One compensation for low paid public service workers over decades was the thought that jobs, pensions and redundancy money were safer. Now the government wants to reduce redundancy payments, and the workers are told their pensions are too high. Anyone would think they caused the crisis. Whereas as the PCS' Mark Serotka points out, the bankers who did are guaranteed their bonuses -under "contractual" agreement the government says, but not intending to honour its contractual obligation to civil servants who are made redundant.

It won't only be national government making cuts, of course. We've already seen one city council, Leeds, provoking a long binmen's strike by its chutzpah in claiming to achieve equal pay for women by lowering the men's wages. A whole number of Tory councils like Barnet and Hammersmith are privatising everything in sight to reduce jobs and workers wages. Hospitals are cutting back service provision wherever they can.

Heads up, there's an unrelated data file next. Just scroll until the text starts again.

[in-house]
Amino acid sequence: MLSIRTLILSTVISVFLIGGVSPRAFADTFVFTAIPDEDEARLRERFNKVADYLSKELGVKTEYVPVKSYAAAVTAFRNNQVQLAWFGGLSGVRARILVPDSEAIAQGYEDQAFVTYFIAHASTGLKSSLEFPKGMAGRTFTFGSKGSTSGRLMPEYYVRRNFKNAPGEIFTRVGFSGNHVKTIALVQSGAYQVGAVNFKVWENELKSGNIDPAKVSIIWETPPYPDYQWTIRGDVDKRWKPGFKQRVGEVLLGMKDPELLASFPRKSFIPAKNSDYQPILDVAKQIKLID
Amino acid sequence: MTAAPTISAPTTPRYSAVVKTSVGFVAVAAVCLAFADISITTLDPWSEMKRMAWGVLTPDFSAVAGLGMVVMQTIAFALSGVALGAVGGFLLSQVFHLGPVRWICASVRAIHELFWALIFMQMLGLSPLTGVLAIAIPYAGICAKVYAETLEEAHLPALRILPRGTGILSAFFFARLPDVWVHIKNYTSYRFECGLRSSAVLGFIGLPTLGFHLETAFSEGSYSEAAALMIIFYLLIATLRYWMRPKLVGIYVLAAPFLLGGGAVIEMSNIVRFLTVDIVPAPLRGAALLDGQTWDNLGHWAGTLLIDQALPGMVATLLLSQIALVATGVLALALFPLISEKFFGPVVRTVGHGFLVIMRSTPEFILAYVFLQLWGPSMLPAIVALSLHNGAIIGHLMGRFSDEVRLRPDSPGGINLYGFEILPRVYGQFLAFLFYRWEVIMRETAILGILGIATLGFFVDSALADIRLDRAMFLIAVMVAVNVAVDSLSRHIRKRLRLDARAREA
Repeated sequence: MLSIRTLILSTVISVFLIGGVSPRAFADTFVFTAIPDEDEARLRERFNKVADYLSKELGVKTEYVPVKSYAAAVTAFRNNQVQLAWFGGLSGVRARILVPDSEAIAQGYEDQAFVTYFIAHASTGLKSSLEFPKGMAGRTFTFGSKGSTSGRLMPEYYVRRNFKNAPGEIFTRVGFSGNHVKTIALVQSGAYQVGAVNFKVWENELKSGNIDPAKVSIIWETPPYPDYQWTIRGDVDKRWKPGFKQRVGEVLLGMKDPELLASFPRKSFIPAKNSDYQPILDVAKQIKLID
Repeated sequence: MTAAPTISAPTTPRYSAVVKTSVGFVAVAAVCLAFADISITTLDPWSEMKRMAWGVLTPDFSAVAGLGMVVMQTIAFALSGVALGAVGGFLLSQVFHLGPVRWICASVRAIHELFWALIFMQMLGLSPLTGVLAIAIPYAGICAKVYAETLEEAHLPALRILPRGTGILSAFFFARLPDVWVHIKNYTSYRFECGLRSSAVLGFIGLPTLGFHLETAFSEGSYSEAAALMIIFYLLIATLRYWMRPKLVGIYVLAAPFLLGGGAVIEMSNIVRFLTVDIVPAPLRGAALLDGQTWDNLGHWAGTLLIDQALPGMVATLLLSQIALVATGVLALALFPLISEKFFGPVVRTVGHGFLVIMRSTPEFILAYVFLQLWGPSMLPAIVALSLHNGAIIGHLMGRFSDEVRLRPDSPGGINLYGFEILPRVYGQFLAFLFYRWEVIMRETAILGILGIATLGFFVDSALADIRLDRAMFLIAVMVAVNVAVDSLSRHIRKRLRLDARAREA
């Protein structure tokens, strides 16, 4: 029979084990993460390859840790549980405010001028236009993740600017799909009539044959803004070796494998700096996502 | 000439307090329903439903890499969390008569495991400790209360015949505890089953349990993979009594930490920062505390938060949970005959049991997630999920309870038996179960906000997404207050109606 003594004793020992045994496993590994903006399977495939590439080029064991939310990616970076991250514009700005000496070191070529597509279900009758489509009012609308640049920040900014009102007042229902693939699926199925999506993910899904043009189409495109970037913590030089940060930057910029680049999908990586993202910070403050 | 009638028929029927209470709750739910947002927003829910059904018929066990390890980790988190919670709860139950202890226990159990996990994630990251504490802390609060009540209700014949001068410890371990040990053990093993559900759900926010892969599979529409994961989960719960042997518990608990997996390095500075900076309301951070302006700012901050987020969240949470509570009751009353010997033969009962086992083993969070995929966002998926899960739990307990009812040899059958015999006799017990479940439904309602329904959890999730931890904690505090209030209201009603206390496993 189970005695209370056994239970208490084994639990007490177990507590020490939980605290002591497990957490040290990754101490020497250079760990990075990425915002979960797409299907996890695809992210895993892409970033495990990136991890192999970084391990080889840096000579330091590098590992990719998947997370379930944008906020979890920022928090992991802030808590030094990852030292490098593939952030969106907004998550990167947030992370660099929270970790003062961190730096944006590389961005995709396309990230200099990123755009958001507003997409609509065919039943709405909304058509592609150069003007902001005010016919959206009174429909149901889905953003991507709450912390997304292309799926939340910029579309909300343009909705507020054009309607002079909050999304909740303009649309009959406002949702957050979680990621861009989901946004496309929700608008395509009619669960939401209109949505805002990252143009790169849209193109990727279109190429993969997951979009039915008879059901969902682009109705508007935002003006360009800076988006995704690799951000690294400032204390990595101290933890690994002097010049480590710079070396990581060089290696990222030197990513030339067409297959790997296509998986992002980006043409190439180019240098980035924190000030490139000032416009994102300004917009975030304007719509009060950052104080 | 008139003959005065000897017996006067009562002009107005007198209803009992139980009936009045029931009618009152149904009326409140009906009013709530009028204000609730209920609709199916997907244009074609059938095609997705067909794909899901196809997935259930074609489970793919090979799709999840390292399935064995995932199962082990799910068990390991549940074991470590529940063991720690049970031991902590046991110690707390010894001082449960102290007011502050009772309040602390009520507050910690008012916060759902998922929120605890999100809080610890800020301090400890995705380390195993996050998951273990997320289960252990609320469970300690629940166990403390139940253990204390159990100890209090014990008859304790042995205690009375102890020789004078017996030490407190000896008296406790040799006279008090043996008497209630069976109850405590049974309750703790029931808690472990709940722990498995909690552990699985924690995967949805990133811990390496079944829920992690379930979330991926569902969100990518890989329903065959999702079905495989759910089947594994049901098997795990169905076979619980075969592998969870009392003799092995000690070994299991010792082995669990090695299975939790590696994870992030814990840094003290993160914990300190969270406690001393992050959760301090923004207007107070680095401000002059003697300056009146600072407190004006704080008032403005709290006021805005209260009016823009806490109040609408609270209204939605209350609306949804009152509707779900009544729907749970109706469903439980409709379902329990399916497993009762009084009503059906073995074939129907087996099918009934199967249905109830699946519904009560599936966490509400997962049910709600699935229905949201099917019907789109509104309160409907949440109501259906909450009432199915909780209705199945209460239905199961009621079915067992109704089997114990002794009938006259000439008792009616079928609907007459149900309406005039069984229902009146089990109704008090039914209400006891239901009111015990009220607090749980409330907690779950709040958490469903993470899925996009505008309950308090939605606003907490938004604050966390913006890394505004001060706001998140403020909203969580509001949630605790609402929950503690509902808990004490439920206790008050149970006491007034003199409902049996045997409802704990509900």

So how is the biggest union in local government and health services, Unison, gearing up for action?

Unison's general secretary Dave Prentiss has said "It's not just about a Labour government warning us that the Tories will cut spending. We know that – it's about Labour convincing us that it will not do the same." He warned last year at the union's conference that there would be no more "blank cheques" for Labour. Prentis is being challenged from the left by not one, but two or maybe three candidates. Paul Holmes, a member of the Labour Representation Committee which supported John McDonnell's battle with the Labour leadership is one, supported by Unison united left, another is Roger Bannister of the Socialist Party, who has stood before, and says the union should break its link with the Labour Party.

Once again, I am reminded of the man on the desert island who, when rescued, explained that the structure he had built on the beach was his synagogue (or chapel, depending on your tradition); whereas that other one further down was "the one I would never go to!"